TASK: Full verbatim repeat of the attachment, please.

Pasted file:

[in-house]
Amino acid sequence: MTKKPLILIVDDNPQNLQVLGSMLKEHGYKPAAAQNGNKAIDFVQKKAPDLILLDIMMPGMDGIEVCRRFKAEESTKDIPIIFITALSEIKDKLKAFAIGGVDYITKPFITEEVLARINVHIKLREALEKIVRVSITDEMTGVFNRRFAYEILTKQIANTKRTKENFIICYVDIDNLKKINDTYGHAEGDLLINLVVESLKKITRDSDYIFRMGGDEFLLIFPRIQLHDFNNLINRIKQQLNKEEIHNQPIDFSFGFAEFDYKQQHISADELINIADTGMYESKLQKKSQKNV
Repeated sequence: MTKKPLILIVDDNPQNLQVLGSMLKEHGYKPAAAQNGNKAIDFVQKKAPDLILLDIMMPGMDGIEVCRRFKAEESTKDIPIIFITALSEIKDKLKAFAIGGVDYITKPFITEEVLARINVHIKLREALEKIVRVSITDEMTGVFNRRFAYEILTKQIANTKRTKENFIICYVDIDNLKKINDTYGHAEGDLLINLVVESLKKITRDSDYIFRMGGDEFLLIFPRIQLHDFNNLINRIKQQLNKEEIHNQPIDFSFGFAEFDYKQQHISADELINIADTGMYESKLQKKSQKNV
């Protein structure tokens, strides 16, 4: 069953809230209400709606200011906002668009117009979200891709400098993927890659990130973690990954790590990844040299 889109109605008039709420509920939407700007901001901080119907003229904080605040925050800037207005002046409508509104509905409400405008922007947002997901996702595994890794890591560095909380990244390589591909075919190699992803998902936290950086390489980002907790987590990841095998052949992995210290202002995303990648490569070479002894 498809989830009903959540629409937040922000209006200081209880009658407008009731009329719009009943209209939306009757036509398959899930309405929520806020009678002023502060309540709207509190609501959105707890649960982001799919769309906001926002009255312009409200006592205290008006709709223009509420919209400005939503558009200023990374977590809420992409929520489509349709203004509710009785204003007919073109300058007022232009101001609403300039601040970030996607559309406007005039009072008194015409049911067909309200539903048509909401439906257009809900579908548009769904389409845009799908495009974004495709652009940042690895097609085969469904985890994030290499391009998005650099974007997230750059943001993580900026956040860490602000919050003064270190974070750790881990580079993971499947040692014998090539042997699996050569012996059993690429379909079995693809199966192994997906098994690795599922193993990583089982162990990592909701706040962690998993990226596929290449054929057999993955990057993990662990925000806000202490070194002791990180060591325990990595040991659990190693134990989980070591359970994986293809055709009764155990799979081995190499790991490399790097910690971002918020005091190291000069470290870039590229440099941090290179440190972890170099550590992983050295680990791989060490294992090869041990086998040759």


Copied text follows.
[in-house]
Amino acid sequence: MTKKPLILIVDDNPQNLQVLGSMLKEHGYKPAAAQNGNKAIDFVQKKAPDLILLDIMMPGMDGIEVCRRFKAEESTKDIPIIFITALSEIKDKLKAFAIGGVDYITKPFITEEVLARINVHIKLREALEKIVRVSITDEMTGVFNRRFAYEILTKQIANTKRTKENFIICYVDIDNLKKINDTYGHAEGDLLINLVVESLKKITRDSDYIFRMGGDEFLLIFPRIQLHDFNNLINRIKQQLNKEEIHNQPIDFSFGFAEFDYKQQHISADELINIADTGMYESKLQKKSQKNV
Repeated sequence: MTKKPLILIVDDNPQNLQVLGSMLKEHGYKPAAAQNGNKAIDFVQKKAPDLILLDIMMPGMDGIEVCRRFKAEESTKDIPIIFITALSEIKDKLKAFAIGGVDYITKPFITEEVLARINVHIKLREALEKIVRVSITDEMTGVFNRRFAYEILTKQIANTKRTKENFIICYVDIDNLKKINDTYGHAEGDLLINLVVESLKKITRDSDYIFRMGGDEFLLIFPRIQLHDFNNLINRIKQQLNKEEIHNQPIDFSFGFAEFDYKQQHISADELINIADTGMYESKLQKKSQKNV
């Protein structure tokens, strides 16, 4: 069953809230209400709606200011906002668009117009979200891709400098993927890659990130973690990954790590990844040299 889109109605008039709420509920939407700007901001901080119907003229904080605040925050800037207005002046409508509104509905409400405008922007947002997901996702595994890794890591560095909380990244390589591909075919190699992803998902936290950086390489980002907790987590990841095998052949992995210290202002995303990648490569070479002894 498809989830009903959540629409937040922000209006200081209880009658407008009731009329719009009943209209939306009757036509398959899930309405929520806020009678002023502060309540709207509190609501959105707890649960982001799919769309906001926002009255312009409200006592205290008006709709223009509420919209400005939503558009200023990374977590809420992409929520489509349709203004509710009785204003007919073109300058007022232009101001609403300039601040970030996607559309406007005039009072008194015409049911067909309200539903048509909401439906257009809900579908548009769904389409845009799908495009974004495709652009940042690895097609085969469904985890994030290499391009998005650099974007997230750059943001993580900026956040860490602000919050003064270190974070750790881990580079993971499947040692014998090539042997699996050569012996059993690429379909079995693809199966192994997906098994690795599922193993990583089982162990990592909701706040962690998993990226596929290449054929057999993955990057993990662990925000806000202490070194002791990180060591325990990595040991659990190693134990989980070591359970994986293809055709009764155990799979081995190499790991490399790097910690971002918020005091190291000069470290870039590229440099941090290179440190972890170099550590992983050295680990791989060490294992090869041990086998040759």